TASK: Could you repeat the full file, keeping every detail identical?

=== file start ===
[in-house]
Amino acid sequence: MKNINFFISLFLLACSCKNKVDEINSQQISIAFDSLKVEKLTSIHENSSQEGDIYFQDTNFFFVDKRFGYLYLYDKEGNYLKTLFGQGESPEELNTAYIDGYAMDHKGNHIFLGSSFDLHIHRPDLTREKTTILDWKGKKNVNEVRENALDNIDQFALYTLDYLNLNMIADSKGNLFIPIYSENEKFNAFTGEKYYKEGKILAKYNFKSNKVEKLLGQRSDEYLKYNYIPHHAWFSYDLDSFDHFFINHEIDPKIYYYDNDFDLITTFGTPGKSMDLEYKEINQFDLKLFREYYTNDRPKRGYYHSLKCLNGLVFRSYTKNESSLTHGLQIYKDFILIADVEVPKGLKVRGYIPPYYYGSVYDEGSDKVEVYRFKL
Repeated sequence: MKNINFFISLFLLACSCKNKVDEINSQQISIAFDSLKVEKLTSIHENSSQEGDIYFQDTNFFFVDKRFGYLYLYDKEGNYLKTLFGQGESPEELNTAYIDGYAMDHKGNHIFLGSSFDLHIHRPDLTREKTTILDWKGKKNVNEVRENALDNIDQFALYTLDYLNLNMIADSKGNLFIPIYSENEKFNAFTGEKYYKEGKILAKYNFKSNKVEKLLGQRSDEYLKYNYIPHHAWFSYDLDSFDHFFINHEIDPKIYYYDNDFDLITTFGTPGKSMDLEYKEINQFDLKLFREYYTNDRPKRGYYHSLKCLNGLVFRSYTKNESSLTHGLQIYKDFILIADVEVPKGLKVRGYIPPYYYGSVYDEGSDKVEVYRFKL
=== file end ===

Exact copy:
[in-house]
Amino acid sequence: MKNINFFISLFLLACSCKNKVDEINSQQISIAFDSLKVEKLTSIHENSSQEGDIYFQDTNFFFVDKRFGYLYLYDKEGNYLKTLFGQGESPEELNTAYIDGYAMDHKGNHIFLGSSFDLHIHRPDLTREKTTILDWKGKKNVNEVRENALDNIDQFALYTLDYLNLNMIADSKGNLFIPIYSENEKFNAFTGEKYYKEGKILAKYNFKSNKVEKLLGQRSDEYLKYNYIPHHAWFSYDLDSFDHFFINHEIDPKIYYYDNDFDLITTFGTPGKSMDLEYKEINQFDLKLFREYYTNDRPKRGYYHSLKCLNGLVFRSYTKNESSLTHGLQIYKDFILIADVEVPKGLKVRGYIPPYYYGSVYDEGSDKVEVYRFKL
Repeated sequence: MKNINFFISLFLLACSCKNKVDEINSQQISIAFDSLKVEKLTSIHENSSQEGDIYFQDTNFFFVDKRFGYLYLYDKEGNYLKTLFGQGESPEELNTAYIDGYAMDHKGNHIFLGSSFDLHIHRPDLTREKTTILDWKGKKNVNEVRENALDNIDQFALYTLDYLNLNMIADSKGNLFIPIYSENEKFNAFTGEKYYKEGKILAKYNFKSNKVEKLLGQRSDEYLKYNYIPHHAWFSYDLDSFDHFFINHEIDPKIYYYDNDFDLITTFGTPGKSMDLEYKEINQFDLKLFREYYTNDRPKRGYYHSLKCLNGLVFRSYTKNESSLTHGLQIYKDFILIADVEVPKGLKVRGYIPPYYYGSVYDEGSDKVEVYRFKL